Chlamydia testing, symptoms, and treatment
With a name derived from the Greek word for "cloak," chlamydia is referred to as the "silent epidemic" because it yields no symptoms in up to 50 percent of infected men and up to 75 percent of infected women. Just because a person shows no symptoms, however, does not mean the infection is not doing damage. Chlamydia has a wide range of short- and long-term consequences, including reproductive problems, infertility, eye infections (conjunctivitis), and even blindness.
Fortunately, chlamydia can be detected through relatively simple screening processes and treated with antibiotics.
What Is Chlamydia?
Chlamydia is an infection caused by the bacterium Chlamydia trachomatis. It is usually transmitted through sexual activity. In fact, chlamydia is one of the most common sexually transmitted infections or diseases (STIs or STDs) in the world.
Although usually genital in nature, chlamydia can also infect the eye. In this case, it is called trachoma, is spread largely through sharing towels, washcloths, pillowcases, and other such objects with infected individuals, and can lead to blindness if untreated.
How Does Chlamydia Screening Work?
Because chlamydia is often asymptomatic, and because it can have dire consequences if left untreated, doctors recommend that sexually active women have yearly chlamydia tests up to age 25, and even after that if they are at risk (that is, if they have multiple sexual partners or whenever they have a new sexual partner). Men, too, may wish to undergo screening, especially if they have new or multiple partners.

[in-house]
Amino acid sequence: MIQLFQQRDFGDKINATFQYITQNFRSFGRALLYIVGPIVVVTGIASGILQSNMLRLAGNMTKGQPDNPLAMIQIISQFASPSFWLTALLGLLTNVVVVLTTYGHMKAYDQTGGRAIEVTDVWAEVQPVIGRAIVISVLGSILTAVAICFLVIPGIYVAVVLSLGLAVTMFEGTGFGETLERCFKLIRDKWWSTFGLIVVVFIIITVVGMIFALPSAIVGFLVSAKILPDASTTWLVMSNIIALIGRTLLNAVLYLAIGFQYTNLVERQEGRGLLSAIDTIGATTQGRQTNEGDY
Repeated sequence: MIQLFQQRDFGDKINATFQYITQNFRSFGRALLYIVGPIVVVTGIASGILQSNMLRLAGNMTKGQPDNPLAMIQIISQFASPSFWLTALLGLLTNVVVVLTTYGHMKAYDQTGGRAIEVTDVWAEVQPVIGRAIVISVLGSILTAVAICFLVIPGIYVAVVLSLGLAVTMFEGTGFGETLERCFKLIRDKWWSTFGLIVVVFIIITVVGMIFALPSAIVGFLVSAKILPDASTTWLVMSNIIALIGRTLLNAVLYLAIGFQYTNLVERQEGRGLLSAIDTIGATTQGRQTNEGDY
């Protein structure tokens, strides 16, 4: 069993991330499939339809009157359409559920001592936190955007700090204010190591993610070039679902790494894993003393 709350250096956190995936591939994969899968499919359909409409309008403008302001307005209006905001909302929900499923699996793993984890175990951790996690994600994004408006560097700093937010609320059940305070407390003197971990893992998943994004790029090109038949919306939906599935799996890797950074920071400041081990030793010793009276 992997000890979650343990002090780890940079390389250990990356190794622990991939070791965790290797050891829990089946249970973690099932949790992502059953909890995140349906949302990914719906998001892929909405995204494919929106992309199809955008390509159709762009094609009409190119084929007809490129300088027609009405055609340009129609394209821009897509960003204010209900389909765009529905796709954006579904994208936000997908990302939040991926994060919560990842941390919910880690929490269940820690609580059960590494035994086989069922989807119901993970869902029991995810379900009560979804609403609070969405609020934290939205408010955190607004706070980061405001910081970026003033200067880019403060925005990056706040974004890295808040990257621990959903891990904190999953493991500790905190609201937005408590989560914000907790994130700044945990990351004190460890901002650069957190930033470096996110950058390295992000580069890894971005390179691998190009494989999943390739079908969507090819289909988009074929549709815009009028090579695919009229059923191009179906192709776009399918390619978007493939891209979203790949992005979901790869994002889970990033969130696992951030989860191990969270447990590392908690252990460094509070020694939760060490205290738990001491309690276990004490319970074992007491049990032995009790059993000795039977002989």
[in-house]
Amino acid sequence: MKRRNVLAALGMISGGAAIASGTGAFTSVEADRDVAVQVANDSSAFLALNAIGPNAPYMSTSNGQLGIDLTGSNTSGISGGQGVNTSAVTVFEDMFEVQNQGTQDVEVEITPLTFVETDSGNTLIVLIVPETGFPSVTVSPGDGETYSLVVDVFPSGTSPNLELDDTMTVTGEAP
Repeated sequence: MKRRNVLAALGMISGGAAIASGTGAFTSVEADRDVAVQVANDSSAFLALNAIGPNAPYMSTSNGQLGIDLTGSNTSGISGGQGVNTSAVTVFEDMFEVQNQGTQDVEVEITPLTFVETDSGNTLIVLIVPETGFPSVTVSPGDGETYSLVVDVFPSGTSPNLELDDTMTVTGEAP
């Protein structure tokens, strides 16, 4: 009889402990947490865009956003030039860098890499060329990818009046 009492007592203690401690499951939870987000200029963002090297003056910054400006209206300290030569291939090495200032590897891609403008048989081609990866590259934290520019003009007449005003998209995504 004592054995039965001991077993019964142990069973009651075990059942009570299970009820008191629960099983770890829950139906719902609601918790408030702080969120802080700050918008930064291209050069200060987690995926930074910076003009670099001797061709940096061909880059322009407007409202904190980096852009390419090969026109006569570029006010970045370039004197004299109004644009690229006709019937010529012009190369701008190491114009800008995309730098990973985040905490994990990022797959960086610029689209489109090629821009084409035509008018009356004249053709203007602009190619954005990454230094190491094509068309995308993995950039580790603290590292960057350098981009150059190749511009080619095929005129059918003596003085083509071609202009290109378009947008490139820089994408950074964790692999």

Chlamydia testing is generally done in a laboratory using samples collected by a medical professional. Common procedures are antibody tests, DNA probe tests, or cell cultures, usually conducted on samples swabbed from infected areas. Urine samples may also be used.
What Are Chlamydia Symptoms?
When chlamydia symptoms do appear, they most often take the form of painful urination and abnormal, odorous discharge. Men may also experience tenderness and swelling of the testicles, and women may experience pain during intercourse and/or bleeding between periods.
Women should also be on the lookout for symptoms of pelvic inflammatory disease, which include pain in the lower abdomen, interruption or irregularity of the menstrual cycle, nausea, lack of appetite, fever, and chills.
What Are Chlamydia Treatments?
As a bacterial infection, chlamydia can usually be treated with a course of antibiotics. Infected persons should refrain from sexual intercourse during the treatment, as they could still pass the infection to partners.
All sexual partners of the infected individual should be tested for chlamydia, as well as other STDs that can occur in conjunction, such as gonorrhea and syphilis. There is no immunity to the disease, so sex with an untreated partner can result in re-infection.
Of course, prevention is the best option when it comes to any STD. Practicing abstinence, monogamy, and/or safe sex can protect you from contracting a chlamydia infection.